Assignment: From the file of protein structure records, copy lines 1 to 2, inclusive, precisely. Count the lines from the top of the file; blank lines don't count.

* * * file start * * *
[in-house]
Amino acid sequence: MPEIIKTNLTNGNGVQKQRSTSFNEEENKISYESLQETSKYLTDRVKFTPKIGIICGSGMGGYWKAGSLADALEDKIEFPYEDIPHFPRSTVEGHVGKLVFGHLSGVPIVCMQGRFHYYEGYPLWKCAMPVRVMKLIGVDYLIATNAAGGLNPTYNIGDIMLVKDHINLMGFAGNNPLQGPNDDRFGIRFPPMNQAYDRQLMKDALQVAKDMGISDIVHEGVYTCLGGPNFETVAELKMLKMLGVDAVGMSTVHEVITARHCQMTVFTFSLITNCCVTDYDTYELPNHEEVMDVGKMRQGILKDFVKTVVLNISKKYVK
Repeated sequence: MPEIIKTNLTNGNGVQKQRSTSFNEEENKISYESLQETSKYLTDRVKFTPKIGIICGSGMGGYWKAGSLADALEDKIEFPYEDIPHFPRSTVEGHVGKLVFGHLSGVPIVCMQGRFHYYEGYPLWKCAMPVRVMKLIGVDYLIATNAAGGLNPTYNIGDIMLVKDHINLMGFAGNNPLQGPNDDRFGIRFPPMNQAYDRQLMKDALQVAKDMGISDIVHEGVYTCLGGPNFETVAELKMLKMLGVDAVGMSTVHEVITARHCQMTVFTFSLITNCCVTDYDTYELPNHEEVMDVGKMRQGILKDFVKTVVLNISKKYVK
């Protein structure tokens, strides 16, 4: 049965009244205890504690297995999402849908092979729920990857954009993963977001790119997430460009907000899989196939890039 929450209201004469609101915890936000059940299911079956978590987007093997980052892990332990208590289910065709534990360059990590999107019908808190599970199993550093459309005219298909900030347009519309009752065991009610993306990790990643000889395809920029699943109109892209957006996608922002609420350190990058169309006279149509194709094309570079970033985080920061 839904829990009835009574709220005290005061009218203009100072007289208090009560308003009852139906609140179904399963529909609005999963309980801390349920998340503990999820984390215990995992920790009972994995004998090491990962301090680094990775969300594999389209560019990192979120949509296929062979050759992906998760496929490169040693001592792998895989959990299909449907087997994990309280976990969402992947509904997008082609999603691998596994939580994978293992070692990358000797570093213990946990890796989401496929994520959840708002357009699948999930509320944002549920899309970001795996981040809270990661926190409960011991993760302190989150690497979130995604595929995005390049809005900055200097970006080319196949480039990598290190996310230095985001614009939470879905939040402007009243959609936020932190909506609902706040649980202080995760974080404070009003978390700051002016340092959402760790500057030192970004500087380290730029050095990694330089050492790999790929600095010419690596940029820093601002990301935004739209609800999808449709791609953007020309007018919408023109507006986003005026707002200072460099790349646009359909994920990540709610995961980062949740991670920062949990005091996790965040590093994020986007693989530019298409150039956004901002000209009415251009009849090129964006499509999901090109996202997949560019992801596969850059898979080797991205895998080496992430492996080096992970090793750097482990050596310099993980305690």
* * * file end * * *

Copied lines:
[in-house]
Amino acid sequence: MPEIIKTNLTNGNGVQKQRSTSFNEEENKISYESLQETSKYLTDRVKFTPKIGIICGSGMGGYWKAGSLADALEDKIEFPYEDIPHFPRSTVEGHVGKLVFGHLSGVPIVCMQGRFHYYEGYPLWKCAMPVRVMKLIGVDYLIATNAAGGLNPTYNIGDIMLVKDHINLMGFAGNNPLQGPNDDRFGIRFPPMNQAYDRQLMKDALQVAKDMGISDIVHEGVYTCLGGPNFETVAELKMLKMLGVDAVGMSTVHEVITARHCQMTVFTFSLITNCCVTDYDTYELPNHEEVMDVGKMRQGILKDFVKTVVLNISKKYVK